This activity aims at the development of genetically modified S. cerevisiae industrial strains suitable for the production of the selected dicarboxylic acids from side and waste streams rich in C5 sugars. This will require the identification of relevant metabolic routes, the development of a toolbox for engineering industrial strains of S. cerevisiae and rational and evolutionary strain engineering. The BioREFINE-2G project partners DTU and ULUND will tap into the Systems Biology toolbox of the Center for Biosustainability. The toolbox allows genome sequencing of novel industrial yeast strains, as well as gives access to tools for characterization of engineered strains using RNAseq, protein and metabolite profiling as well as flux analysis.
A genetic engineering toolbox for engineering polyploid, prototrophic industrial yeast has been established. The toolbox enables to carry out rapid gene deletions and insertions. It consists of advanced molecular tools based on the CRISPR-Cas9 approach (see Figure 1). Industrial yeast strains can now be modified almost as fast as laboratory strains. For more details see our open-access publications.
Figure 1: Genetic engineering toolbox for industrial yeast strains based on the CRISPR-Cas9 approach and a set of validated integrative vectors.
S. cerevisiae strains do not naturally consume xylose (C5 sugar) which is the major component of hardwood biomass hydrolysates. Using advanced genetic tools, a selected industrial strain was rationally engineered for xylose utilization (read more about the engineering strategy here). Furthermore, the xylose consuming capabilities have been improved via evolutionary engineering. Such a whole genome-wide engineering approach allows for the selection of an improved phenotype under specific growth conditions. An adaptive evolution experiment was also carried out to obtain industrial strains tolerant to inhibitors derived from the biomass processing. Strains performing in the concentrated xylose-rich feedstock have been obtained. Further publications summarizing the results are currently in preparation.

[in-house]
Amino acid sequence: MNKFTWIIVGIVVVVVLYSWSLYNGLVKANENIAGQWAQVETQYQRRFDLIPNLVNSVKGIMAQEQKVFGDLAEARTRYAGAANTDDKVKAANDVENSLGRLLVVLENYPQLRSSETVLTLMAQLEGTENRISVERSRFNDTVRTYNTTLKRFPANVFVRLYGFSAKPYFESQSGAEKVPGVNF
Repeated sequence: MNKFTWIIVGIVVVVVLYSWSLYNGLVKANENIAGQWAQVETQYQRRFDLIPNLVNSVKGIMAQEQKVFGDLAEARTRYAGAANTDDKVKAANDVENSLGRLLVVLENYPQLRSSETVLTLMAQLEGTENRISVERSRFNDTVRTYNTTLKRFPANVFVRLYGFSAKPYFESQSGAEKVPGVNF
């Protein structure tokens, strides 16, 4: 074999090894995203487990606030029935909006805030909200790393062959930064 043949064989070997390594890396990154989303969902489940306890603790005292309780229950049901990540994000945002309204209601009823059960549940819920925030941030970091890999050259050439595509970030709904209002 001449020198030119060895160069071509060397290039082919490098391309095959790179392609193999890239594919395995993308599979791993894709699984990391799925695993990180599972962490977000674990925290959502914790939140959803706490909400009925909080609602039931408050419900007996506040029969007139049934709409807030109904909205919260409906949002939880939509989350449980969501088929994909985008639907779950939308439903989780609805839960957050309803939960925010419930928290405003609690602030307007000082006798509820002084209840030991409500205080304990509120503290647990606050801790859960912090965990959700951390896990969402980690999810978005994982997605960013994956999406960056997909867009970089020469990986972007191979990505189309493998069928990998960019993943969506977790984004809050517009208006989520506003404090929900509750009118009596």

An engineering strategy leading to the production of dicarboxylic acids has been applied in the industrial strains tolerant to the biomass hydrolysate (see Figure 2). The strains currently produce a mixture of dicarboxylic acids and will be used for the scale-up process development. Some other strategies supposedly leading to an improvement of relevant dicarboxylic acid titers will be further applied.
Figure 2: Schematic illustration of the engineering efforts leading to the generation of strains producing a mixture of dicarboxylic acids from a wood waste hydrolysate.